A new feature from from ctvnews.ca! The Crouse Review is a quick, hot take on the weekend’s biggest movies! This week Richard looks at “Transformers: the Last Night,” “The Hero’s” tale of redemption and the underwater terror of “47 Metres Down.”
Richard sits in with CTV NewsChannel anchor Marcia MacMillan to have a look at the big weekend movies including the eye scorching visuals of “Transformers: the Last Night,” “The Hero’s” tale of redemption and the underwater terror of “47 Metres Down.”
Familiar but fresh. If you are a Hollywood executive you probably say these words a hundred times a day. In pitch meetings and story conferences those f-words are a mantra in a town that never met an idea it couldn’t recycle.
Convinced that audiences will only respond to variations on brands they are already familiar with, this summer the studios are offering freshened up versions of The Mummy, Amityville Horror and Spider-Man among others. Hollywood, the Nation’s Blue Bin. The biggest and loudest of the bunch will likely be Transformers: The Last Knight, the fifth film based on the toys created by Hasbro and Tomy.
Once again directed by Michael Bay, the movie reportedly cost a budget-busting $260 million. The special effects-laden story of humans vs. Transformers and a mysterious artifact is on track to make multi-millions domestically and worldwide, one of the few aging tentpole films to beat audience blockbuster fatigue.
It’s familiar but fresh.
In the familiar department you have Mark Wahlberg as star, the return of heroic Autobot leader Optimus Prime and director Bay’s trademarked bombast. He makes action orgy movies for audiences who crave a rumbling theatre seat. His Transformers films engage three of the five senses — only smell and taste are exempt — that leave viewers with scorched eyes and ringing ears and his audience eat up his gladiatorial sense of spectacle.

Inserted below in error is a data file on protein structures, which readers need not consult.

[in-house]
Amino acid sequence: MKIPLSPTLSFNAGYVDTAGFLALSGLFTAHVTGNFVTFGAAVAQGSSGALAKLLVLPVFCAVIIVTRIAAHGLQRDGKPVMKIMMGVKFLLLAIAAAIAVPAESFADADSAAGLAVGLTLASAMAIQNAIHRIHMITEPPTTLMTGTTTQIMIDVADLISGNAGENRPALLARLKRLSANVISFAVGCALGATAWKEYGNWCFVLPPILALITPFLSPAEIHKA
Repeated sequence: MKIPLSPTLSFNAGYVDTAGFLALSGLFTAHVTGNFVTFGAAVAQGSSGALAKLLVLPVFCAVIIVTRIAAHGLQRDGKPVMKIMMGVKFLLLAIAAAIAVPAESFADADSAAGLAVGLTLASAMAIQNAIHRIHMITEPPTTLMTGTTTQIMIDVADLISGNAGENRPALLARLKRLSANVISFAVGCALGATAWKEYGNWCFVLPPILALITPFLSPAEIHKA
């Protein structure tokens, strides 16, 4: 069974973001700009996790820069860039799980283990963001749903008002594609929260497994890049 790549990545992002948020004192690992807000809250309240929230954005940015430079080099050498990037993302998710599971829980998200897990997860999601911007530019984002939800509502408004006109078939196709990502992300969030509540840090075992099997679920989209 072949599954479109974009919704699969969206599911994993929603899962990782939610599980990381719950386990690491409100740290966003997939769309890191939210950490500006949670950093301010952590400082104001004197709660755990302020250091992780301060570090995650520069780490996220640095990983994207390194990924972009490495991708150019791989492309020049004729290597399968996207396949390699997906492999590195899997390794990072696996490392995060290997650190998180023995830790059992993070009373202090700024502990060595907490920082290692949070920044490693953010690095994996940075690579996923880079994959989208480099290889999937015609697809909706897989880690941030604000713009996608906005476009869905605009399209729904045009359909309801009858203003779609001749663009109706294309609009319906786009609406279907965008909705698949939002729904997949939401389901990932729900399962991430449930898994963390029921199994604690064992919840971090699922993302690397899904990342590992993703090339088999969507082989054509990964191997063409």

Freshening up the story is the addition of screen legend (and Marvel Cinematic Universe actor) Anthony Hopkins as an astronomer and historian knowledgeable in the history of the Transformers on Earth and a healthy dose of Arthurian myth woven into the story.
It sounds like the perfect mix of familiar and fresh but there are no guarantees in the blockbuster business. Recently, despite the presence of Tom Cruise and two — count ’em, two — classic horror characters, critics, audiences and the box office met The Mummy with a collective yawn. Although it has done better business overseas one pundit suggested the movie’s poor showing “stems from being an antiquated property paired with an antiquated star.”
Now there’s a statement that’ll send the collective shivers that were so sorely missing from The Mummy down the backs of studio executives. Perhaps the revamped story of an ancient malevolent evil wasn’t familiar or fresh enough for audiences. Or perhaps it’s because potential moviegoers sensed the cynicism in The Mummy. Bundling Cruise and legendary monsters in the movie with a few laughs, some typical blockbuster action and a CGI climax that wouldn’t be out of place in an Avengers movie, felt like a carefully constructed exercise in marketing first and a movie second.
The blockbuster business is a big one with high risk and reward. It didn’t work for Cruise and Co.’s The Mummy or Dwayne Johnson’s raunchy Baywatch reboot, but the Autobots have been good producers for Hollywood. Transformers: The Last Knight, wedged into a summer packed to the gills with big-budget blockbusters, likely won’t make the coin of its predecessors but Michael Bay doesn’t seem worried.
Although The Last Knight will be his last Transformers as director, he says the film lays the groundwork and backstory for 14 upcoming movies. At the rate they’re going, that’s almost 30 more years of Bumblebee and Megatron. That’s a lot of bot battles, and a lot of freshening up.
Audiences complain that Hollywood has no new ideas, that everything is a rebrand, reboot or remake. “They don’t make ‘em like they used to!” they say.
The “Transformers” franchise should encapsulate everything that is wrong with summer blockbusters. It’s a story based on a line of toys, it values spectacle over story and the paper thin characters feel more like place holders for the action than real people and yet, here we are on episode five, with (according to director Michael Bay) fourteen more in the pipeline.
In fact, they do make ‘em like they used to. You could be forgiven for experiencing déjà vu while watching “Transformers: The Last Knight.” The “Transformers” movies are remarkably consistent. They are heavy metal filmmaking, all bluster and retina roasting visuals and people eat them up.